It may not be the most fun strategy, but it’s effective — it’s always brought me into at least the top 20. And the game’s appeal still shines through: I create fantastic cottages with impossible stairways and rooftop views that I could never afford on my journalist salary in New York City. Inevitably, though, a more violent gamer always came across my work and murdered me. I had a blast.
“As a concept, it’s easy to pick up. It’s really polished, and Epic is good about getting new content,” says Lee. “And that Minecraft-like building is really interesting. That adds to it.”
Lee and Wixon both told Futurism that the user’s experience must be at the forefront of all good game design.
“For all the processing power and graphics on a console, no one buys them for that. They buy them for the games they can play,” says Wixon.
As games have evolved, it’s gotten easier to focus on the people playing them. With the emergence of online play, more companies are able to look at how people are playing their games in real time and fine-tune the experience. This also, Wixon says, helps designers see the difference between a part of a game that’s challenging on purpose, like a difficult level or a tense boss battle, and something that’s unintentionally challenging, like a poorly-designed mechanic or a narrative choice that makes sense to the writer but not the audience. By finding and cutting out all the stuff that’s unintentionally challenging, whether it was excessively artsy or just poorly-made, game designers can keep players engaged for longer.
Wixon gave one example that he oversaw while he was at Microsoft. When Microsoft bought Bungie, the studio behind the Halo series, for the Xbox, programmers knew that no one had been able to make a first-person shooter for a console that handled as well as it would on a PC. Aiming with a joystick would simply always be harder than doing so with a mouse. There were two solutions: either have the player’s crosshairs snap to their target, or do nothing and let the player careen back and forth as they tried to line up a shot. The first would be simple but boring, the second would be difficult but not in the fun way. Eventually, they arrived at a novel solution: alter the joystick’s sensitivity the closer the crosshairs are to a target. That means as soon as the player was almost aiming at an enemy soldier, the joystick would slow down so they could line up a headshot more easily. The result was a game that was challenging for players, but in a way that led to more engaging gameplay.
“Be aware of what the goal of the game is, of who you’re building it for, and try to see the game the way they’ll see the game,” Wixon says. “It’s a real sad thing to see a game that could be great fall down because there’s ‘interface issues’ in the design of the game. That’s really too bad.”
“Be aware of what the goal of the game is, of who you’re building it for, and try to see the game the way they’ll see the game.”
This approach is something Fortnite has excelled at. Though I used to be an active gamer, I’ve fallen out of the loop and now I mainly stick to the same games I played in high school. Starcraft, Left4Dead, Super Smash Bros, and the like make up the bulk of my gaming habits now. I’ve never played Minecraft, but I’m pretty sure I could sit down at my computer and quickly get a feel for the controls (after making a few shacks with two walls, no stairs, and half a roof).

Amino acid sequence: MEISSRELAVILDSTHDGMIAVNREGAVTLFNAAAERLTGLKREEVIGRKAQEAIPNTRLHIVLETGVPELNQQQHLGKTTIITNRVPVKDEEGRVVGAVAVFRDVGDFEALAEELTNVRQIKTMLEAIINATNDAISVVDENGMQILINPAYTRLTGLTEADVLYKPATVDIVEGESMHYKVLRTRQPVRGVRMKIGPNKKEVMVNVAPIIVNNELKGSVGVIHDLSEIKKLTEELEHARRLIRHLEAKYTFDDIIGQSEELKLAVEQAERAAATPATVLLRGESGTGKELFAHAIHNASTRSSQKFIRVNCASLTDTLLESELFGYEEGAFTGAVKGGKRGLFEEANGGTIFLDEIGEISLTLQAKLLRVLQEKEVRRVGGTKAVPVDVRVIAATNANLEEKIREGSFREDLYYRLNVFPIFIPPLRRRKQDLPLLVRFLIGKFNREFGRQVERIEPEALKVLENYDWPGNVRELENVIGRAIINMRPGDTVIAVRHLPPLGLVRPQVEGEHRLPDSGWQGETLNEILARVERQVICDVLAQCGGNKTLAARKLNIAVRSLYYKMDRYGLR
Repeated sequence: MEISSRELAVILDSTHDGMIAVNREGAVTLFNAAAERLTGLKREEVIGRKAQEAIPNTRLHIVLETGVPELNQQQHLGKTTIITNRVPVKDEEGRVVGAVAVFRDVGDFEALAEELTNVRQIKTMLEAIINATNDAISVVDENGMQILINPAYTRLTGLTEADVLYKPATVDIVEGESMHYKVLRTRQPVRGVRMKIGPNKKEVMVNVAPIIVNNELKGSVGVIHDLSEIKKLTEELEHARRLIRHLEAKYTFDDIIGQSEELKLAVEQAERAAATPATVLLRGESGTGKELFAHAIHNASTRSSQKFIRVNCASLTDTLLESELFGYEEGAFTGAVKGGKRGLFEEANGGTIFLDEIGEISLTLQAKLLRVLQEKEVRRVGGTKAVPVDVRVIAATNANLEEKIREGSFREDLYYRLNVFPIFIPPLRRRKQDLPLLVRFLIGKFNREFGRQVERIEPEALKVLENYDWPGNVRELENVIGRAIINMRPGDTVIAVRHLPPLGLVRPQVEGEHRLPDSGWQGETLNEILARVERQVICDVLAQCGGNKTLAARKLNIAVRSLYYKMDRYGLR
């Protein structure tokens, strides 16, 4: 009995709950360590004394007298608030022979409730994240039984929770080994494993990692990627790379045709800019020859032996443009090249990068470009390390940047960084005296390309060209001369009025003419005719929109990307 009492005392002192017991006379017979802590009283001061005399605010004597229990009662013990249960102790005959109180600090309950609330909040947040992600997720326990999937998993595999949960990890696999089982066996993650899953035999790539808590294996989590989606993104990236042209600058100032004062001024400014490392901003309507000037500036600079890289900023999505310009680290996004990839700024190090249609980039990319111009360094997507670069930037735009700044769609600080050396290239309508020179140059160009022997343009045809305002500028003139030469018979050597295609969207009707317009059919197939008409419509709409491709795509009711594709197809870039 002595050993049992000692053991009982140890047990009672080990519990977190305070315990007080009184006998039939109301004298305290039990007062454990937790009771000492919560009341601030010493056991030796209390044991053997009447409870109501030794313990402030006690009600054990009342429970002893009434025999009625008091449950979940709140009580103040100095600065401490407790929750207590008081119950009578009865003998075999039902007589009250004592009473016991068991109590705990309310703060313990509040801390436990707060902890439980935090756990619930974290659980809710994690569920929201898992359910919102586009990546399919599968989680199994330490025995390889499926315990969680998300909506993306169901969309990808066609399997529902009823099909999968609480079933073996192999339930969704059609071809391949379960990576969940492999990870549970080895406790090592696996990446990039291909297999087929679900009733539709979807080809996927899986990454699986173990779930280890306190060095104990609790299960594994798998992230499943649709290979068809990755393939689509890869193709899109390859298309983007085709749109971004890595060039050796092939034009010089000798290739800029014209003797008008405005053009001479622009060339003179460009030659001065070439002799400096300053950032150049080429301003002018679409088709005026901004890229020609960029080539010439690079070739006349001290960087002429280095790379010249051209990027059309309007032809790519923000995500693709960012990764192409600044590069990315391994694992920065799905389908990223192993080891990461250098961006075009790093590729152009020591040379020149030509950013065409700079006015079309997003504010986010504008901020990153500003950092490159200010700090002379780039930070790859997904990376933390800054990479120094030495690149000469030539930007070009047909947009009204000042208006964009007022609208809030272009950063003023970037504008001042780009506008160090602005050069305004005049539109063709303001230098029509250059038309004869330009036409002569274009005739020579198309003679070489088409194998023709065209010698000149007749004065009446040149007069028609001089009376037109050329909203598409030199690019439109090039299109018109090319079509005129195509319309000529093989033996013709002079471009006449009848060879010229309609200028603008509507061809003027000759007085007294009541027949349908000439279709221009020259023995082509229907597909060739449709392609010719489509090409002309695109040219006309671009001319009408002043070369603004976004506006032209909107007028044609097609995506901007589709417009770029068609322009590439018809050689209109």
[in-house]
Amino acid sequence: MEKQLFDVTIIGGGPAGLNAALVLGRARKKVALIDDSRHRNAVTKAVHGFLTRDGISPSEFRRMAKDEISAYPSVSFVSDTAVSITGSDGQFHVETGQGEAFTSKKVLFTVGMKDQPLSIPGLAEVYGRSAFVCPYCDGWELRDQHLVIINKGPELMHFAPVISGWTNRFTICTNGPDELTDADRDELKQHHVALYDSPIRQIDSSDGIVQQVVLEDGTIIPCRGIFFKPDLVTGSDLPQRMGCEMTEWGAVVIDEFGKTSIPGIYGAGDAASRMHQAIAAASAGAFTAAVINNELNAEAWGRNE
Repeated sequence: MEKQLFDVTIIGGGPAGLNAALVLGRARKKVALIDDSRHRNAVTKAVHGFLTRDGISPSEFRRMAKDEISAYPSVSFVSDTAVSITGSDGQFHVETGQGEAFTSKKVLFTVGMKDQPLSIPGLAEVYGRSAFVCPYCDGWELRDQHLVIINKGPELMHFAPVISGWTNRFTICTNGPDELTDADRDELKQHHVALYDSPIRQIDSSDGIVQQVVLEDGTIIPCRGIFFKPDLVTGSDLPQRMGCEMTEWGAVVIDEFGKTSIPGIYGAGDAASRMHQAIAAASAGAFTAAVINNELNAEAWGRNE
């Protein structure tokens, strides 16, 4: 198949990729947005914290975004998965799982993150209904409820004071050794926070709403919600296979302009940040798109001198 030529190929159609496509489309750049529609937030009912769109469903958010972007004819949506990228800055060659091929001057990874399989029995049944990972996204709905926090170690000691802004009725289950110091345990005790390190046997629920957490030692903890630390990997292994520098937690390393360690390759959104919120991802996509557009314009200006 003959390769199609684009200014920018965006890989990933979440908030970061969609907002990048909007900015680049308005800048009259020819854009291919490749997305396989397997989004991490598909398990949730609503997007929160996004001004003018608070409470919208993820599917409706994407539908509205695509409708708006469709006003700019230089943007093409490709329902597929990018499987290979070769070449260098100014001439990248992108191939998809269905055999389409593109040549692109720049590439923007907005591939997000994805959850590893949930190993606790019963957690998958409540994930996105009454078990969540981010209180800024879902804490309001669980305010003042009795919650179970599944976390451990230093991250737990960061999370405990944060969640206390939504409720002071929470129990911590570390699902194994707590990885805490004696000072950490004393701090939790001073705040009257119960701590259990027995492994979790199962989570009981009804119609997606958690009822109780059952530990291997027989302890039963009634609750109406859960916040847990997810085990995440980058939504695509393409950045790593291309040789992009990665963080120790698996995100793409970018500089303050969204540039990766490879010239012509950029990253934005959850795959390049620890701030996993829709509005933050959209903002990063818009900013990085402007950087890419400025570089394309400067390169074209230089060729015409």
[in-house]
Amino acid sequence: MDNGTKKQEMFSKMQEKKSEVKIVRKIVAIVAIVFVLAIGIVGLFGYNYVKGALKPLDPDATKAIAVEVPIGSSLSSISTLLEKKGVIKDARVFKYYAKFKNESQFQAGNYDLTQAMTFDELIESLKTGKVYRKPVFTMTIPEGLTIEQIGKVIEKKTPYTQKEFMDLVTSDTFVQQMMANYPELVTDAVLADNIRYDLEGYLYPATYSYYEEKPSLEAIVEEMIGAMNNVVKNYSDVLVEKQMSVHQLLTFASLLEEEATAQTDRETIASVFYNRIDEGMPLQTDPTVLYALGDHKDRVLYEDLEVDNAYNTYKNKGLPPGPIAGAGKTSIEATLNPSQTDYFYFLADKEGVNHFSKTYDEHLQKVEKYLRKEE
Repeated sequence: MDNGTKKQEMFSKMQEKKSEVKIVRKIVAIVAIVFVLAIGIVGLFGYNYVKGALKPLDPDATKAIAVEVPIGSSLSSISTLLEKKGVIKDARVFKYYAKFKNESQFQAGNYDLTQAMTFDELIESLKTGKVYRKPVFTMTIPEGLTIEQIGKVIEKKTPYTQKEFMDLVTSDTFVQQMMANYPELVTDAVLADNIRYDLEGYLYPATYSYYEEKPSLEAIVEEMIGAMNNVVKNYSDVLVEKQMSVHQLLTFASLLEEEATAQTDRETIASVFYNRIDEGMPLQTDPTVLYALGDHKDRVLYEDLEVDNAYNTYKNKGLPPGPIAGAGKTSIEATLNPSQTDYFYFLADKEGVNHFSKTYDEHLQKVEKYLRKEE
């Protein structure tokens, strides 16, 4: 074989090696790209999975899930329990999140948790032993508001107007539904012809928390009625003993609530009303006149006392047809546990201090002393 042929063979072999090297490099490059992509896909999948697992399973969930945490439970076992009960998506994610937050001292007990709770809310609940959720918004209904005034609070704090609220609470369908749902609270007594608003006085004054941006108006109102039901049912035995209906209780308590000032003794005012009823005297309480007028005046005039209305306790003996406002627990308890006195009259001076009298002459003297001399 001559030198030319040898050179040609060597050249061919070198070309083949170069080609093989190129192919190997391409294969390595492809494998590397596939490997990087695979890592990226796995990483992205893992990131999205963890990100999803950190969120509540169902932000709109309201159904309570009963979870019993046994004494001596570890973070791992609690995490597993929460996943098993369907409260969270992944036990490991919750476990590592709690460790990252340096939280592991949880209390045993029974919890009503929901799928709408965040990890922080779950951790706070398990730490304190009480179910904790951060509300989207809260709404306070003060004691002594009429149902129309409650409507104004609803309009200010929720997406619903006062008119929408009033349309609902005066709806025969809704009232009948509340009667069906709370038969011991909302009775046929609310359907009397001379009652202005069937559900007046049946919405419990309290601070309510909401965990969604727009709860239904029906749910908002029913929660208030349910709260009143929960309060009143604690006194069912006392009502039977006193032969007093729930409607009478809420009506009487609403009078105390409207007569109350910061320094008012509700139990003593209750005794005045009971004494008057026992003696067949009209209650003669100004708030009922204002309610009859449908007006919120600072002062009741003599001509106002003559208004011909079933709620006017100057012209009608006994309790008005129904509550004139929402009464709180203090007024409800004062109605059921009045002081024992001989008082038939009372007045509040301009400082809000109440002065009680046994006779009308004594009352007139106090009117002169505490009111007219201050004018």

Fortnite is designed to be as easy to play as possible, no matter the device you play it on. The construction controls are laid out on the screen at all times; everything is bright, shiny, and fun-looking.
And that, Lee argues, is what will make Fortnite the next big game to attract a league of professional gamers. Epic is betting on that, too — the company recently pumped $100 million in prize money into a formal league. The first major competition event didn’t go so well because of technical issues, as The Verge reported, but once they get the hang of things Epic may be able to grab a much larger audience than other esports.
Compare that to existing esports like Overwatch, which Blizzard specifically designed to be played as an esport — the audience has to be at least somewhat familiar with the game’s fast-paced mechanics. With Fortnite, not so much — any spectator would quickly realize that I’m making a house, watch me (and 98 of the other players) get destroyed, and be entertained.
“Something in the battle royale genre will become really popular in esports,” says Lee. “Whether it’s Fortnite or something that comes after Fortnite, the idea of battle royale — start with many, end with one — will be there as an esport genre.”
Lee’s partial to classic arcade games like Space Invaders, Asteroid, and Tetris, which he feels is the most perfectly-designed game ever. Many games released after these have focused on introducing better graphics, better motion capture technology, and the like. But Lee is drawn to games that are laser-focused on fun gameplay. With the emergence of more experimental games on smart phones, an emphasis on gameplay is back in vogue.
Fortnite was able to emerge from that highly experimental environment, incorporate the best parts from it, and position itself as the most popular and best game out there. And while Epic hasn’t introduced anything new on its own, its goofy, cartoony repackaging was just unique enough to make a game that’s fun and accessible for even the most casual gamer.
I don’t know why I’m being airdropped from the sky onto a tropical island with 99 strangers who want to kill me. And in the end, it doesn’t really matter. But I do know that I want to go back.